Table a: Investments made by financial year in 2008 Australian dollars (unadjusted financial expenditures and adjusted for consumer price index) ($'000)Note that NSP support includes human resource costs, rent and overheads; support for secondary sites consists of human resource costs.
|Consumables - sterile injecting equipment|
|Consumables - disposal equipment|
|Consumables - safe sex packs|
|NSP support - primary NSP operations|
|NSP support - support for secondary NSPs|
|NSP support - transport|
|NSP support - vending machines|
|NSP support sub-total|
|Total (unadjusted for CPI)|
|Total (adjusted for CPI)|
|Total client costs|
Table b: Estimated HIV- and HCV-related outcomes, with and without NSPs (medians)Table b is separated into 2 smaller tables in this HTML version. It is presented as one table in the PDF version.
HIV related outcomes
|Outcome (2000-2009)||With NSPs||Without NSPs||Cases averted|
|Prevalence of HIV among IDUs (2009)|
|Cumulative incidence of HIV infections|
|Cumulative incidence of HIV-related deaths|
HCV related outcomes
|Outcome (2000-2009)||With NSPs||Without NSPs||Cases averted|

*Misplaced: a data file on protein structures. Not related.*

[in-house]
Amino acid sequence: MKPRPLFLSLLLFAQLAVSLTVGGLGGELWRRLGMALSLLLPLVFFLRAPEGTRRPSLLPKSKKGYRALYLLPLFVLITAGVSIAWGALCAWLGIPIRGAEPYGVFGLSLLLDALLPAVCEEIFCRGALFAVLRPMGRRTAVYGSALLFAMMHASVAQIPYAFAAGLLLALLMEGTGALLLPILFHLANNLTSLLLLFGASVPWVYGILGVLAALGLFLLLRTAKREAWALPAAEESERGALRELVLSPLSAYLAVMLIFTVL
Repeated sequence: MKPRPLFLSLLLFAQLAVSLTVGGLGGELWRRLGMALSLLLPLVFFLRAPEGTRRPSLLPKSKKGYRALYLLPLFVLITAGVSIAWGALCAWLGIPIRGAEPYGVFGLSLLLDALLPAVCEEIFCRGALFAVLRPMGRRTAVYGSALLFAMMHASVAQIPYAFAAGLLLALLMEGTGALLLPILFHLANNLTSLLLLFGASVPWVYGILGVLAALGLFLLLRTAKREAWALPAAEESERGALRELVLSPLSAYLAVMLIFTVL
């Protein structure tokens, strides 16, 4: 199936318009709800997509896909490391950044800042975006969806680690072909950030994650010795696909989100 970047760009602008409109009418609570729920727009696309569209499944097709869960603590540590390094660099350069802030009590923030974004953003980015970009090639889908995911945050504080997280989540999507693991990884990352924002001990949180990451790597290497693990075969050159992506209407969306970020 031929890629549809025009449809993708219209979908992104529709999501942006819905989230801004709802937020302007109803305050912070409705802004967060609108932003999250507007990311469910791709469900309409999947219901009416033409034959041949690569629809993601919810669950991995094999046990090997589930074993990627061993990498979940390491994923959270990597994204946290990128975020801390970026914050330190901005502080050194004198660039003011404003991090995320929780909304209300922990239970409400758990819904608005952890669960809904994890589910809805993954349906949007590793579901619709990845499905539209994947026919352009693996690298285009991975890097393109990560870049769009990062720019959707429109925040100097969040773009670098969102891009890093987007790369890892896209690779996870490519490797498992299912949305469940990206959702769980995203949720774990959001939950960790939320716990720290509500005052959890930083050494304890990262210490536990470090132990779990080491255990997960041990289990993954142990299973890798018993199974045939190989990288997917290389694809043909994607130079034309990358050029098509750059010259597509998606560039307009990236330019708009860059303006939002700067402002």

|Prevalence of HCV among IDUs (2009)|
|Cumulative incidence of HCV infections|
|Number of cirrhosis cases (2009)|
|Cumulative incidence of HCC|
|Cumulative incidence of liver failure|
|Cumulative incidence of liver transplants|
|Cumulative number of live-related deaths|
Table c: Net cost of program and gains in DALYs (undiscounted) as well as net present value (discounted (3%) and undiscounted) from the perspective of year 2000
|Costs saved $m |
|NPV current program |
$m (IQR) (undisc.)
|NPV current program |
$m (IQR) (3% disc.)
Table d: Loss of life and reduced return associated with decreased funding period 2010- 2019 (all discounted at 3%)
|NSP funding||Reduction in NSP spending||Loss in DALY vs. current||Reduced return|
|50% of current levels|
|75% of current levels|
|90% of current levels|
Table e: Gain in DALYs and net present value with level of funding in NSPs after ten years (2010-2019) compared to no program
|Level of funding for NSPs||NSP investment||Gain in DALY||Net saving (NPV)||Return on investment|
|100% of current levels|
current investment + 380%
|110% of current levels|
current investment + 360%
|125% of current levels|
current investment + 330%
|150% of current levels|
current investment + 290%
|175% of current levels|
current investment + 270%
|200% of current levels|
current investment + 240%
|300% of current levels|
current investment + 180%